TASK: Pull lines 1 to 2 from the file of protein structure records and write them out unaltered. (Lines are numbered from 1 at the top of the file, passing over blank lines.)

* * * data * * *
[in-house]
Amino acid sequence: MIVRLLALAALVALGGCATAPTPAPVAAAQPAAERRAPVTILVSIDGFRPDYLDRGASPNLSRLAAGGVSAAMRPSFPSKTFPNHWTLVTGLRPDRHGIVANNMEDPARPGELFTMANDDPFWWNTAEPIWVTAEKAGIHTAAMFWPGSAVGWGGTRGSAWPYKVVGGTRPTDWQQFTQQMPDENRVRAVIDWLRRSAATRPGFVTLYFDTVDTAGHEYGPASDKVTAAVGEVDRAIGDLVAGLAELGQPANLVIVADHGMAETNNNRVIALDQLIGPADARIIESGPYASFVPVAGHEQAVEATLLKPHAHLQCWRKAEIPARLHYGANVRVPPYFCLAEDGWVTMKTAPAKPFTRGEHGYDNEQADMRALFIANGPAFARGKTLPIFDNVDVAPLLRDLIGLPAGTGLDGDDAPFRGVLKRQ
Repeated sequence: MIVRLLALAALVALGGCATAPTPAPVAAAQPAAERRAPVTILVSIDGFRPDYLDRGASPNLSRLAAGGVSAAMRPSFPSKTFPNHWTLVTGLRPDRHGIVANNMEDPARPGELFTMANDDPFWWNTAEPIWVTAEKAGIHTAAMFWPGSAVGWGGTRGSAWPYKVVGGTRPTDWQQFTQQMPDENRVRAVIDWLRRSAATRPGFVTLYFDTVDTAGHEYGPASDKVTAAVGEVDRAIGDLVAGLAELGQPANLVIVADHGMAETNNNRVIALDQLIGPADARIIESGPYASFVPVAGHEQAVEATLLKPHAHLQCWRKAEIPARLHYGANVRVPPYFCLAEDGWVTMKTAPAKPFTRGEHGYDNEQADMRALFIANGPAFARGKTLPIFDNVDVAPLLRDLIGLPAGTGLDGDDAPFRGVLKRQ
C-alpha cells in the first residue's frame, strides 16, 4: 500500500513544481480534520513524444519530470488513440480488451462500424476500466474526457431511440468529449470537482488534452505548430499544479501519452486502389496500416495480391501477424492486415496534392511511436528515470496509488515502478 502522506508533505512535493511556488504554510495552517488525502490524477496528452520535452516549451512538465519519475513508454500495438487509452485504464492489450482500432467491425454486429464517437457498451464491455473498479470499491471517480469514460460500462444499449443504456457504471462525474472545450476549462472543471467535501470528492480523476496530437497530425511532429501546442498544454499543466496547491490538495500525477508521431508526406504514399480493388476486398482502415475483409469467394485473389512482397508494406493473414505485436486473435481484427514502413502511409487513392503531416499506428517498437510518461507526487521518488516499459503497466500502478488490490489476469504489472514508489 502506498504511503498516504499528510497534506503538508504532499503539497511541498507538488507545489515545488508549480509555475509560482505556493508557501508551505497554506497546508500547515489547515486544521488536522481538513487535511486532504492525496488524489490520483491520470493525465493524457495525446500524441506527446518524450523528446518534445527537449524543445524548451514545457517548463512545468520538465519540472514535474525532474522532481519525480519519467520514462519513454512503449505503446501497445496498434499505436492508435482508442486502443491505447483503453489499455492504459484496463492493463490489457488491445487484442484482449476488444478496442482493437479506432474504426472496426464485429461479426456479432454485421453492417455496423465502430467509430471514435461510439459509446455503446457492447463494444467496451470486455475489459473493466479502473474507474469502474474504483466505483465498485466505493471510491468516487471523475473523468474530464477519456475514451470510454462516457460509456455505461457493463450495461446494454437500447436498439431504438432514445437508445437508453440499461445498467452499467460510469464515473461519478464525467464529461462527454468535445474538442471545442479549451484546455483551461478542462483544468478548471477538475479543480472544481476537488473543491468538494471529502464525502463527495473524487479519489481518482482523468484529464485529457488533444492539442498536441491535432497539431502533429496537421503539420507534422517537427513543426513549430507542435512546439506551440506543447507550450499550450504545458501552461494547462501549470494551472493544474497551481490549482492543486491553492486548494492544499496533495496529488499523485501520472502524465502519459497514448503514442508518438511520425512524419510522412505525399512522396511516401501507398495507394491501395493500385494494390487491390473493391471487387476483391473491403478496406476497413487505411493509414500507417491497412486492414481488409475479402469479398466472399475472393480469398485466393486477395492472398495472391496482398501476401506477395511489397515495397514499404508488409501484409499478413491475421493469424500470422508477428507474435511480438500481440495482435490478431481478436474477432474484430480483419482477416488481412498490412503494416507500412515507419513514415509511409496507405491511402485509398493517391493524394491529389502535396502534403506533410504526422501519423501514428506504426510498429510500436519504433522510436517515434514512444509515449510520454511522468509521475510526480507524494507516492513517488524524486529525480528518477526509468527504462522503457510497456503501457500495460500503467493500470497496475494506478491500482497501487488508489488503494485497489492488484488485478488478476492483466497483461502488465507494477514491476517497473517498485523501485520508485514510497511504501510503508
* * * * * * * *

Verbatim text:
[in-house]
Amino acid sequence: MIVRLLALAALVALGGCATAPTPAPVAAAQPAAERRAPVTILVSIDGFRPDYLDRGASPNLSRLAAGGVSAAMRPSFPSKTFPNHWTLVTGLRPDRHGIVANNMEDPARPGELFTMANDDPFWWNTAEPIWVTAEKAGIHTAAMFWPGSAVGWGGTRGSAWPYKVVGGTRPTDWQQFTQQMPDENRVRAVIDWLRRSAATRPGFVTLYFDTVDTAGHEYGPASDKVTAAVGEVDRAIGDLVAGLAELGQPANLVIVADHGMAETNNNRVIALDQLIGPADARIIESGPYASFVPVAGHEQAVEATLLKPHAHLQCWRKAEIPARLHYGANVRVPPYFCLAEDGWVTMKTAPAKPFTRGEHGYDNEQADMRALFIANGPAFARGKTLPIFDNVDVAPLLRDLIGLPAGTGLDGDDAPFRGVLKRQ